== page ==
|Matthew Henry's Concise Commentary|
17:19. If we would keep a clear conscience and a quiet mind, we must shun all excitements to anger. And a man who affects a style of living above his means, goes the way to ruin. 20. There is nothing got by ill designs. And many have paid dear for an unbridled tongue. 21. This speaks very plainly what many wise and good men feel very strongly, how grievous it is to have a foolish, wicked child. 22. It is great mercy that God gives us leave to be cheerful, and cause to be cheerful, if by his grace he gives us hearts to be cheerful. 23. The wicked are ready to part with their money, though loved, that they may not suffer for their crimes. 24. The prudent man keeps the word of God continually in view. But the foolish man cannot fix his thoughts, nor pursue any purpose with steadiness. 25. Wicked children despise the authority of their father, and the tenderness of their mother. 26. It is very wrong to find fault for doing what is duty. 27,28. A man may show himself to be a wise man, by the good temper of his mind, and by the good government of his tongue. He is careful when he does speak, to speak to the purpose. God knows his heart, and the folly that is bound there; therefore he cannot be deceived in his judgment as men may be.
Verse 24. - Wisdom is before [the face of] him that hath understanding. The idea is that the intelligent man directs his look towards Wisdom, and therefore she beams upon him with all her light; as the Vulgate puts it, "In the face of the prudent wisdom shines." He has one object to which he directs all his attention (Proverbs 15:14). The Septuagint rendering is not so satisfactory: "The countenance of a prudent man is wise;" he shows in his look and bearing the wisdom that guides him. Thus Ecclesiastes 8:1, "A man's wisdom maketh his face to shine, and the hardness of his face is changed." The eyes of a fool are in the ends of the earth. A fool has no one definite object in view; he pursues a hundred different things, as they happen to come in his way, but misses the most important quest of all and fritters away the powers which might have aided him to obtain wisdom.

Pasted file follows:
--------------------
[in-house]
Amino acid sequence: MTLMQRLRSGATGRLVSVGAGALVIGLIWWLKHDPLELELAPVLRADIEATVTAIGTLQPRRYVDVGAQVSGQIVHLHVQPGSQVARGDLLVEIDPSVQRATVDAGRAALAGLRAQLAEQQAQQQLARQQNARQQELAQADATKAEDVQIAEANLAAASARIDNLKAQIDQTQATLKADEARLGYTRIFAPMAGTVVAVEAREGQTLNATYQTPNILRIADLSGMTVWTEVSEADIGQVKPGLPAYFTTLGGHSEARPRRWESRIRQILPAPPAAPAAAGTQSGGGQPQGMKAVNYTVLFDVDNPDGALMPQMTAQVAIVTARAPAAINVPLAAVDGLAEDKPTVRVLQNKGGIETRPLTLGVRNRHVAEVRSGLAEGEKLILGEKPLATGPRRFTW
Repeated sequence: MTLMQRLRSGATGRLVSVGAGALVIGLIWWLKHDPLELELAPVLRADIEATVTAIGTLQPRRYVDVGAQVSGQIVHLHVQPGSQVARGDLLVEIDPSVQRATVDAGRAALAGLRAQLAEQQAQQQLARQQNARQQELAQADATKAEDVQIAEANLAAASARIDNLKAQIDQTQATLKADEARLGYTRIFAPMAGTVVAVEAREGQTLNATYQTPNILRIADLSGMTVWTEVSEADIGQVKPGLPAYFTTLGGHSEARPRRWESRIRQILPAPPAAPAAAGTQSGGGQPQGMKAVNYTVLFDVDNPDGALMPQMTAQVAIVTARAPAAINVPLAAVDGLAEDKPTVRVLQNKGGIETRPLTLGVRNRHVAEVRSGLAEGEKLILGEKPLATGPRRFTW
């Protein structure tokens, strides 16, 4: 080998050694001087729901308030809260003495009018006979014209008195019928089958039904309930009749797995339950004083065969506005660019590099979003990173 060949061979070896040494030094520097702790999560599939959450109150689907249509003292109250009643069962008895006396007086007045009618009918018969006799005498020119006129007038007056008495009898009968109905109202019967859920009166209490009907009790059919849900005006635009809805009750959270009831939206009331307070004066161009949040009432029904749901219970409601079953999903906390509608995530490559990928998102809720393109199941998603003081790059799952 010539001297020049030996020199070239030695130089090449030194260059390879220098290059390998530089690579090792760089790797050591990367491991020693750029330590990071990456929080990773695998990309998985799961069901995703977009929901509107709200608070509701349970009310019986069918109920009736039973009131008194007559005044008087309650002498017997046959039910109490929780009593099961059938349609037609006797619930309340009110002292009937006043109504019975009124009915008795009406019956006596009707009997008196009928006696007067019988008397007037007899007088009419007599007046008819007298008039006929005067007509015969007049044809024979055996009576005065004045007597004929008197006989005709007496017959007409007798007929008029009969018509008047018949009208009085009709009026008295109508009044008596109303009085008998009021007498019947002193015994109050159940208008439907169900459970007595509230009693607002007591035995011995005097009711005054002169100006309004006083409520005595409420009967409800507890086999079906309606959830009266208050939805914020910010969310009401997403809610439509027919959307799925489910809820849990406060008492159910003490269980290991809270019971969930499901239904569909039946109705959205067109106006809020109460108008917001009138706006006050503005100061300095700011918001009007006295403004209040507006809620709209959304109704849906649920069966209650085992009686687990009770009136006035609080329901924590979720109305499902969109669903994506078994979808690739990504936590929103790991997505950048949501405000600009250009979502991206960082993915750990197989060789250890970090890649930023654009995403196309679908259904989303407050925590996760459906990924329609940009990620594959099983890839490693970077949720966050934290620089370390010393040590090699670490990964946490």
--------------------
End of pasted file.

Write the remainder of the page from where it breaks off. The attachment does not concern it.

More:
Gill's Exposition of the Entire Bible
Wisdom is before him that hath understanding,.... Is near him, to direct and assist him; it is before him as a rule to walk by, and it is the mark he aims at. A man of spiritual understanding has the book of wisdom before him, the Scriptures of truth, which are able to make a man wise to salvation; and he steers his course according to them; he sets Christ, the Wisdom of God, always before him; and keeps his eye on the mark for the prize, all the while he is running his Christian race: or, "in the face of an understanding man is wisdom" (a); it is to be seen in his countenance, which is grave and composed;
but the eyes of a fool are in the ends of the earth; where wisdom is not to be found, it is far off from him; his mind is wandering after every object, is unsettled and unfixed to anything; and which may be discerned in his eyes, which are rolling about and turning, first one way and then another; and which shows the levity and inconstancy of his mind.
(a) "in facie prudentis (lucet) sapientia", V. L. so Vatablus, Mercerus, Gejerus, Piscator, Noldius, p. 140. No. 665. "in vultu intelligentis sapientia", Schultens.
Jamieson-Fausset-Brown Bible Commentary
24. Wisdom … him—ever an object of regard, while a fool's affections are unsettled.
Proverbs 17:24 Parallel Commentaries
Proverbs 17:24 NIV
Proverbs 17:24 NLT
Proverbs 17:24 ESV
Proverbs 17:24 NASB
Proverbs 17:24 KJV
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